# Allow members of group sudo to execute any command
%sudo	ALL=(ALL:ALL) ALL

So simply add your account (‘bob‘ in this example) to the sudo group:

root# usermod -a -G sudo bob

3. Log out and back in again, in order to apply changes to your group membership.

bob$groups bob cdrom floppy sudo audio dip video plugdev netdev lpadmin scanner bluetooth bob$ sudo echo test
[sudo] password for bob:
test

# Fix merge conflicts in git with Meld

When you’re writing code collaboratively, there’s plenty of situations when you need to combine two sets of changes.

This could happen, for example, if Bob and yourself both fix different bugs by making edits to the same file.

This post assumes that your source code is tracked in git.

First up, install meld. The Meld homepage has instructions for other platforms, but on Debian/Ubuntu, it’s just:

sudo apt-get install meld

Now tell git to use it as a tool:

git config --global merge.tool meld

Once you have a merge conflict, you can then fire up Meld like this:

git mergetool

For each file, you will get a 3-way diff. Click the arrows on the sides to move the code you want into the middle:

Once you’ve saved the file and closed Meld, you will be prompted on the command-line. You just tell it whether you’ve successfully merged the file, until it stops giving you new files to merge.

After this, commit the changes:

git commit

Done!

#### Simpler usage

If you don’t use git, you can simply call Meld from the command-line as well. This shows you differences between files in a similar window, and lets you move blocks of code around as well:

meld foo.c bar.c

# Continuous testing in PHP with Eclipse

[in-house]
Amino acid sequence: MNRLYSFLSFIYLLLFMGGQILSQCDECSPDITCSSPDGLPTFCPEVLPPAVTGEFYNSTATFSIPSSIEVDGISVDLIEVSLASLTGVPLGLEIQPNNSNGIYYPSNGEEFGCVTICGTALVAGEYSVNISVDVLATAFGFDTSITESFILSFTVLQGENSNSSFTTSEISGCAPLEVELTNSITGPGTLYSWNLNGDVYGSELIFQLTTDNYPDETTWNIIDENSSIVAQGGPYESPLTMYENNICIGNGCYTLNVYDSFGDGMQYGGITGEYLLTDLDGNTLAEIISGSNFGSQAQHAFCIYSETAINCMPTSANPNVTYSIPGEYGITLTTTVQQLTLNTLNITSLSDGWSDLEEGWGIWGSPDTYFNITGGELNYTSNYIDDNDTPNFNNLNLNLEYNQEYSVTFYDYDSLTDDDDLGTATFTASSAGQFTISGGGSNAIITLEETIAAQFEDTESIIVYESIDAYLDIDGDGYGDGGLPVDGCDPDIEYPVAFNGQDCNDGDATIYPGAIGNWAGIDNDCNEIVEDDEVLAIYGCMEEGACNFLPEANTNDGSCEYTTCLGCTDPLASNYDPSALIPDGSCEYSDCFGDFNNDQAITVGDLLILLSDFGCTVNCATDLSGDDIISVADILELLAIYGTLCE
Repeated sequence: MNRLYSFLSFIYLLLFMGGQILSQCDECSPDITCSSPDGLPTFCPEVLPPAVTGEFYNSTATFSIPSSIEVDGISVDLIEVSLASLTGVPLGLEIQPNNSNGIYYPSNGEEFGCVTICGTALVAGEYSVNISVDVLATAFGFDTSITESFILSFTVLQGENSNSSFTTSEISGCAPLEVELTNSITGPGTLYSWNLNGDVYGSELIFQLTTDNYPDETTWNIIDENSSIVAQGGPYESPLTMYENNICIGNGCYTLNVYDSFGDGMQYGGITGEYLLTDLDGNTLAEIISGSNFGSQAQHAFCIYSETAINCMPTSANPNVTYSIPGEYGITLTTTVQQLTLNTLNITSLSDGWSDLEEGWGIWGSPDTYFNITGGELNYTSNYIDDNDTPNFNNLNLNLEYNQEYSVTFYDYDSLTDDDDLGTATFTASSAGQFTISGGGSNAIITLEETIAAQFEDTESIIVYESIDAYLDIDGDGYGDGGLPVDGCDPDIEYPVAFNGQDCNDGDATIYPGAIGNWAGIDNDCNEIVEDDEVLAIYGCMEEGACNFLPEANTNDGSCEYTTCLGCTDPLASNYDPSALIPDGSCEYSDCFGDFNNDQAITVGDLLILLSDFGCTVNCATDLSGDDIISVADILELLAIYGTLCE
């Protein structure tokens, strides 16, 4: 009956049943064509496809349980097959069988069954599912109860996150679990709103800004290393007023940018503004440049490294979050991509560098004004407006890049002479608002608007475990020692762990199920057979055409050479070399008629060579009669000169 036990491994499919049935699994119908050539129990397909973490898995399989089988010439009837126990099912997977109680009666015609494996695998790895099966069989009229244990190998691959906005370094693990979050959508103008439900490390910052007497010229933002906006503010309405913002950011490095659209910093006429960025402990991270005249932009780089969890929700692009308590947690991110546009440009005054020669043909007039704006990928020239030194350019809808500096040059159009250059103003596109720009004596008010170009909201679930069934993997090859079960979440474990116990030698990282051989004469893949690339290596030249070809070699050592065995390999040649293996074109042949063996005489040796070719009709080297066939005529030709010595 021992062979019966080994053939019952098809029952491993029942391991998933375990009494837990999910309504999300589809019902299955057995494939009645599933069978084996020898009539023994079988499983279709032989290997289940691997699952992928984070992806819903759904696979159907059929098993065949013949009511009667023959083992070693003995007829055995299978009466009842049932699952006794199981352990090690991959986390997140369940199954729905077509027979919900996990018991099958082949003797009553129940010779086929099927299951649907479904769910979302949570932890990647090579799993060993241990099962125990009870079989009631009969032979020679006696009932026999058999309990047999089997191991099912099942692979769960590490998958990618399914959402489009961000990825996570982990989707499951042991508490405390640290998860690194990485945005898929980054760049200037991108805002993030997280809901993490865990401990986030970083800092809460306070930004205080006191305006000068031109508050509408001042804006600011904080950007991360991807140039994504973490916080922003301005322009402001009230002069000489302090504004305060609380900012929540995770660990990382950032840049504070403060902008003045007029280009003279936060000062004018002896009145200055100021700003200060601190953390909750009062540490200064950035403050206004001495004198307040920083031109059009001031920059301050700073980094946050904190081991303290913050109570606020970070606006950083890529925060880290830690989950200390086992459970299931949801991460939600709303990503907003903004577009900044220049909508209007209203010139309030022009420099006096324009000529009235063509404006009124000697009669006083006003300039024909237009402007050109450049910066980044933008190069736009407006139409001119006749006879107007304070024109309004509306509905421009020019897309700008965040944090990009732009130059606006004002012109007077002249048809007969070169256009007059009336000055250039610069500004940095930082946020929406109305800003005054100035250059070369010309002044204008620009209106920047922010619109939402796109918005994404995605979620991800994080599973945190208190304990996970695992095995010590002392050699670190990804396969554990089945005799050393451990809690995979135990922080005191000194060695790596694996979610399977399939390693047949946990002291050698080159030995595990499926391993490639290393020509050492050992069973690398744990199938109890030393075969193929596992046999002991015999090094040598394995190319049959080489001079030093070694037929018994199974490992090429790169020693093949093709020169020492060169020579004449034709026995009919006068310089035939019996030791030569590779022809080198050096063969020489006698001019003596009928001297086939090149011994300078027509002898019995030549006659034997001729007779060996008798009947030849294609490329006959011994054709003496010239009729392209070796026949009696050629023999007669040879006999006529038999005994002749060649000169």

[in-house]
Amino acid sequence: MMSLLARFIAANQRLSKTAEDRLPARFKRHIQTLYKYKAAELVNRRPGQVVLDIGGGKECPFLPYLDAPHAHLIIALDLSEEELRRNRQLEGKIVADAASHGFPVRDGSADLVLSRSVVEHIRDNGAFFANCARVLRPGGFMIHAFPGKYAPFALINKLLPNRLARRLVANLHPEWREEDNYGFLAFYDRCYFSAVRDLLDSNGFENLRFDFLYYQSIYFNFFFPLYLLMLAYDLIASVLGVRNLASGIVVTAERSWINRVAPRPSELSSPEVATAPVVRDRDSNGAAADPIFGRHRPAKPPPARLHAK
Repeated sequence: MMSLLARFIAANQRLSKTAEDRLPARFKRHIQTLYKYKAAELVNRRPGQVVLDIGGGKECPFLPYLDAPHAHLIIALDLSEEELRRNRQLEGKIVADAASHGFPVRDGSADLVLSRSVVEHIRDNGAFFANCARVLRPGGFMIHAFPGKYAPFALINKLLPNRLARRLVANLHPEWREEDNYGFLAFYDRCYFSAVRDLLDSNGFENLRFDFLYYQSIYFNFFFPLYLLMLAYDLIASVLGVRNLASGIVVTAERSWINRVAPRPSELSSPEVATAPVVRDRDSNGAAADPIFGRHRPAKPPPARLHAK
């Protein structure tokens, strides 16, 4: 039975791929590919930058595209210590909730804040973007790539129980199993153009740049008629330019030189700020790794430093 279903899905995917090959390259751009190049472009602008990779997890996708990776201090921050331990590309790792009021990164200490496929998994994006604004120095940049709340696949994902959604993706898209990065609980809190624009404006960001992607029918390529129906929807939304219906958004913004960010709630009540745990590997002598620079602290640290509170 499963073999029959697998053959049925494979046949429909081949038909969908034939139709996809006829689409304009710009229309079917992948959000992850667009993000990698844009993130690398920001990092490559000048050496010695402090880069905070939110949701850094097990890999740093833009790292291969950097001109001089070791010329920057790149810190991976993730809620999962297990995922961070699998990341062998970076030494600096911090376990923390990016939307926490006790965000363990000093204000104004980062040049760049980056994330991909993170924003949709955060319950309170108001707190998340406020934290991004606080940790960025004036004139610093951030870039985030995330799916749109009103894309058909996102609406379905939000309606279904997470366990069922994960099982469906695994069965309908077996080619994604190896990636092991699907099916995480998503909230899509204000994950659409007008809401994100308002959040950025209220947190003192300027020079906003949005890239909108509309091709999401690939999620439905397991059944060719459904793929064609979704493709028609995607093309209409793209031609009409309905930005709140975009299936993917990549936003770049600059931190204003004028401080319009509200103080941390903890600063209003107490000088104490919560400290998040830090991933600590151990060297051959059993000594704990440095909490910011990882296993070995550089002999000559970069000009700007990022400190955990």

If you already write test cases over your code, then continuous testing is a simple idea: Get fast feedback on your code by running your project’s unit tests very frequently. From PHP, the de facto standard testing tool is PHPUnit, so running tests usually involves typing phpunit into a terminal.

This post will show you how to set up a project with the Eclipse MakeGood plugin, which is a continuous test runner for the Eclipse IDE. When it is enabled, the plugin runs a set of tests every time you save a file.

This is best used on projects which are:

• Small — so you tests run in a reasonable timeframe.
• Complex — reasonably high risk of introducing defects.
• Well-tested — so your unit tests are reasonably likely to identify defects.

### Set up your machine

Your machine needs Eclipse PDT, MakeGood and composer.

#### Eclipse PDT

If you’ve found this post via Google, then you probably already run Eclipse and PHP. If not, fetch the “Eclipse for PHP developers” distribution from here

You need to pick up the XDebug extension to really make use of this setup. On Debian-based distributions, this is achieved via:

sudo apt-get install php5-xdebug

If you don’t use Eclipse yet, then check whether languages or tools you’ve used before have plugins in the Eclipse Marketplace. There’s a good chance that Eclipse will do the whole lot.

#### MakeGood

MakeGood is simply an Eclipse plugin, so you can fetch it from the Eclipse Marketplace.

Navigate to Help → Eclipse Marketplace and search for “makegood”:

Wait for the info to be fetched:

Check all the boxes, and then click Confirm:

Accept the terms, and wait for the install:

At one point, you will be prompted to accept a developer’s certificate, which you need to do before continuing:

This feature will not work unless you have a PHP binary set up. You need to configure this under Window → Preferences → PHP → PHP executables.:

This is system dependent: Windows users will find a file somewhere called php-cli.exe, while Linux users might find it at /usr/bin/php.

After this, MakeGood is installed. It is configured per-project, so we’ll get to that after the next section.

#### Composer

Composer is a dependency manager which is widely used in the PHP world.